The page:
Fortunate as we are to be living in an age when women can serve in the military next to men and be recognized on the same level, the idea was still a novelty not that long ago – something Sooke veteran Camille Tkacz knows a few things about.
Having served in the Canadian Armed Forces for 35 years, Tkacz was part of only a handful of women in the military who pushed towards recognition and equality.
She was also involved in many peacekeeping missions, as well as combat operations in Bosnia and Hertzecovina and Afghanistan.
Sitting behind a desk was just never her thing, and sure enough, she made the decision to do something about it early in life.
In 1973 at age 20, in her first year of university, she was given two offers in one week: one was to be come an airline stewardess, the other to go into the military.
She chose the military.
By the time she finished her degree, she was already a master corporal, and remained with the Canadian Armed Forces until her retirement at age 55.
Again though, it wasn’t easy, as back then, it was very much a man’s world. It didn’t help either that in those years, the military didn’t allow women in combat; but that didn’t stop Tkacz from reaching the goal of what she wanted from her career.
“As a woman, you couldn’t expect in those days to go into a field unit directly to become a sergeant major, if you wanted to do something, you had to play the same game as the men did,” she said.
Once an established NCO, being in the field was far more satisfying to her due to the hands-on experience, as compared to an office clerk or administrative job behind a desk.
She spent a year in Bosnia and Herzecovina during the Bosnian War, in what she calls “roto zero” – a military term for the first unit to set everything up and put everything in place. And even though her mission was initially a peacekeeping one, the operation had quickly turned into a military force.
“What amazed me about Bosnia is that it was such a change from doing the Olympics one year before, to using the Olympic soccer fields for a mass grave site,” she said. “They were such a modern country, and to see how quickly things can change was pretty shocking.”
And regardless of how much training and preparation goes in place, witnessing and dealing with death is still an emotional and deep part of human nature.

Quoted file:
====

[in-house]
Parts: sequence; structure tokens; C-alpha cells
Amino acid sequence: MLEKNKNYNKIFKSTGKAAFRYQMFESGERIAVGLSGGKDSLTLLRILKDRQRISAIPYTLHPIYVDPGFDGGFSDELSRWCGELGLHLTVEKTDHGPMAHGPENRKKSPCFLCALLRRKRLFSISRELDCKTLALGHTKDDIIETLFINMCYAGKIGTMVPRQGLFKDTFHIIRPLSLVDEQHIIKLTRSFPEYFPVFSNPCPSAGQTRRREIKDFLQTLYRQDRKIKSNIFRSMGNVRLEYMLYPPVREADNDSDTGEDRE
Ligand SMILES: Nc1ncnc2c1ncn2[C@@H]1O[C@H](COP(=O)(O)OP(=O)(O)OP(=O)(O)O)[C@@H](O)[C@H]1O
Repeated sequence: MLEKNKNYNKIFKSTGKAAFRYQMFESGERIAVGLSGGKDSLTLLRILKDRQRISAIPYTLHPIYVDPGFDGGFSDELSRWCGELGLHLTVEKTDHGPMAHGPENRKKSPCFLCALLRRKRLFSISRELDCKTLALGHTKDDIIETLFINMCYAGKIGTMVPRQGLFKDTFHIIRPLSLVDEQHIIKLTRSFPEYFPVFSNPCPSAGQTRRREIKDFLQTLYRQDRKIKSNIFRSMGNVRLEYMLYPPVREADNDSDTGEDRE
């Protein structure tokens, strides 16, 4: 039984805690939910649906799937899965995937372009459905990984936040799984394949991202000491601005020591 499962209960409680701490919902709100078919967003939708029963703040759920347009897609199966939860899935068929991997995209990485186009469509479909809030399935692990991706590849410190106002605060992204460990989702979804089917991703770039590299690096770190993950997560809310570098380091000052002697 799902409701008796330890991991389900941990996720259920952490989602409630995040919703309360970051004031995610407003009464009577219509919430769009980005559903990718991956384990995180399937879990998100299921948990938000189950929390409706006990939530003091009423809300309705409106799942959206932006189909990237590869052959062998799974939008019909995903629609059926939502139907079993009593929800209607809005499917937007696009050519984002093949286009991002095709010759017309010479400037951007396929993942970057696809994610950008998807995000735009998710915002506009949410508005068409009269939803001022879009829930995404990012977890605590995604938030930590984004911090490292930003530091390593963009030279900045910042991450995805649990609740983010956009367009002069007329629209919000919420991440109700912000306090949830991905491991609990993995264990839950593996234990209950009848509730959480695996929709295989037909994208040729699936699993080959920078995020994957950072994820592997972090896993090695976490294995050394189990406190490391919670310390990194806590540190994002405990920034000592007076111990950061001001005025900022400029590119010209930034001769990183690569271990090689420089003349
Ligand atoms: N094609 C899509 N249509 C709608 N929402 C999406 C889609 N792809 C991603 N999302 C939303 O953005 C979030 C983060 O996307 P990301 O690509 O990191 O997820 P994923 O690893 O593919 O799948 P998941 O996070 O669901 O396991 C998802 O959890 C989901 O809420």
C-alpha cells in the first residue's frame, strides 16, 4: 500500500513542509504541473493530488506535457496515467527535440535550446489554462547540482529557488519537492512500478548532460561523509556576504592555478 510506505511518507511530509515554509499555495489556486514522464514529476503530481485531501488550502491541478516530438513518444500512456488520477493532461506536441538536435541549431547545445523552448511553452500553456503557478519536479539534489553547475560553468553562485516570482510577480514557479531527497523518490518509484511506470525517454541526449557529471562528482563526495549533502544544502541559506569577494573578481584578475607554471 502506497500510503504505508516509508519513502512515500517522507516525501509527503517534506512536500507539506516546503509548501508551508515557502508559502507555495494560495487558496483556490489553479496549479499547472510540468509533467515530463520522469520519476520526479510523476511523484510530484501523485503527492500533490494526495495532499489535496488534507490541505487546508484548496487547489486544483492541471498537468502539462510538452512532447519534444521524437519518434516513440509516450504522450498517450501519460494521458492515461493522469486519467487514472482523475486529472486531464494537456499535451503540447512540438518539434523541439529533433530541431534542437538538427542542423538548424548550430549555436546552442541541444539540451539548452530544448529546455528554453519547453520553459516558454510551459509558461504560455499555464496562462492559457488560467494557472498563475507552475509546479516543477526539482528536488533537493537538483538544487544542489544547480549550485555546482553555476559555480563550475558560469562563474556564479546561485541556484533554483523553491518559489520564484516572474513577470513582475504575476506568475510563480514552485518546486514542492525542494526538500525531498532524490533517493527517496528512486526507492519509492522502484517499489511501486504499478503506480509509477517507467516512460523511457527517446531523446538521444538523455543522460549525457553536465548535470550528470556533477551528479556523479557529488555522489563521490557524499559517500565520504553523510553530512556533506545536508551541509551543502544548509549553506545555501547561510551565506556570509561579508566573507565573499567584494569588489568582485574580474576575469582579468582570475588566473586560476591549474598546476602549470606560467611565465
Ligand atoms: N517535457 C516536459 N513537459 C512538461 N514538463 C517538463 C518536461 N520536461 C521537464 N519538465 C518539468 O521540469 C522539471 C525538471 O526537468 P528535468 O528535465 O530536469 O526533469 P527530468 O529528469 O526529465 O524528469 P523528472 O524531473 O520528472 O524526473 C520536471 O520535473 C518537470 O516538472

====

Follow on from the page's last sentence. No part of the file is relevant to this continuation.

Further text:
“The hardest part for me was to ask people to do things that I knew were going to maybe affect them for the rest of their lives, such as going to work with the infantry that were helping us in areas of mass graves,” Tkacz said.
Her experience in Bosnia was only part of it, as her challenge as a high-ranking woman in the military was still hard to accept for some, especially in the Eastern European block where such positions were essentially non-existent, along with the idea of soldiers having a voice in the first place.
One time, she made a speech to some military people. They were really taken with her, but not in the way she hoped.
“They thought, ‘that’s what we need, a lot of those really aggressive women, good soldiers, we can do this, and NATO will love us.’ I later get a call, saying they were very impressed with me, and that they went and took every cook and every secretary and made them a sergeant.”
Her reaction was to re-explain that regardless of the fact that they were women, they still needed to start at a low rank like every other man, to learn to be a soldier, learn to handle a weapon, and actually develop the ability to lead before becoming a sergeant.
Mind you, it wasn’t without a positive result – many countries had to completely revamp their military, and Tkacz spent several years doing professional development and training, as well as teaching other countries how to have NCO’s who were empowered to speak.
With an illustrious military career behind her, she moved to Sooke with her husband, becaming service officer at the Royal Canadian Legion and volunteering at the Sooke Food Bank and seniors homes.